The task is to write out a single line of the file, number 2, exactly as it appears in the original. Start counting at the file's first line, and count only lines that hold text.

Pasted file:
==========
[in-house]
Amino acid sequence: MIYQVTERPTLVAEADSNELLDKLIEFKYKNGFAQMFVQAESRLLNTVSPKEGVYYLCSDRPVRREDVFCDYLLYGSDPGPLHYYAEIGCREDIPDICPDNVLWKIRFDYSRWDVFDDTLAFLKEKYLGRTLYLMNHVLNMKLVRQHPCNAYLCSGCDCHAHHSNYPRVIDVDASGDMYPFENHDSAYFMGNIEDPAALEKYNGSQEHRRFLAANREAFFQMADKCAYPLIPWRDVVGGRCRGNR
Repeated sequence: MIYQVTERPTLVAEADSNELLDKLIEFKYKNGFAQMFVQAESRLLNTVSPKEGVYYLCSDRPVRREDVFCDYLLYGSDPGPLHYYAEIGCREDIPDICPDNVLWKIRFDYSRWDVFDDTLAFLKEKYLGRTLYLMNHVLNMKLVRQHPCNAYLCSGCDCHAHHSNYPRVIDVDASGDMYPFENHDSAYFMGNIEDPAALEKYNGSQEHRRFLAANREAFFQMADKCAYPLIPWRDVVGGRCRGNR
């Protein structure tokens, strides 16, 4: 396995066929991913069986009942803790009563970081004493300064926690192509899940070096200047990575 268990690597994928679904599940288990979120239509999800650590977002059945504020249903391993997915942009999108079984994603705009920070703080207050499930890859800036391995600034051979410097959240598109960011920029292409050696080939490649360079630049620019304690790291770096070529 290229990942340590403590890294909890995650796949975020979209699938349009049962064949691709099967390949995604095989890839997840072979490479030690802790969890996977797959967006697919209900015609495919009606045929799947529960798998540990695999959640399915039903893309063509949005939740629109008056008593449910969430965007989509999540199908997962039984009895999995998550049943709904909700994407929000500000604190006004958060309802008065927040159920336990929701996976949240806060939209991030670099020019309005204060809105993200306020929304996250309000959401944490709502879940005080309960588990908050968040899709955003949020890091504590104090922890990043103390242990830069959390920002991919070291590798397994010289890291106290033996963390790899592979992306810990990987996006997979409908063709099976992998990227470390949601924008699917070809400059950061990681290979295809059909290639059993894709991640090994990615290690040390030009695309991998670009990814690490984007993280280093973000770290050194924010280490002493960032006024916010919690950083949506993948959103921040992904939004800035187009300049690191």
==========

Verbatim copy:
Amino acid sequence: MIYQVTERPTLVAEADSNELLDKLIEFKYKNGFAQMFVQAESRLLNTVSPKEGVYYLCSDRPVRREDVFCDYLLYGSDPGPLHYYAEIGCREDIPDICPDNVLWKIRFDYSRWDVFDDTLAFLKEKYLGRTLYLMNHVLNMKLVRQHPCNAYLCSGCDCHAHHSNYPRVIDVDASGDMYPFENHDSAYFMGNIEDPAALEKYNGSQEHRRFLAANREAFFQMADKCAYPLIPWRDVVGGRCRGNR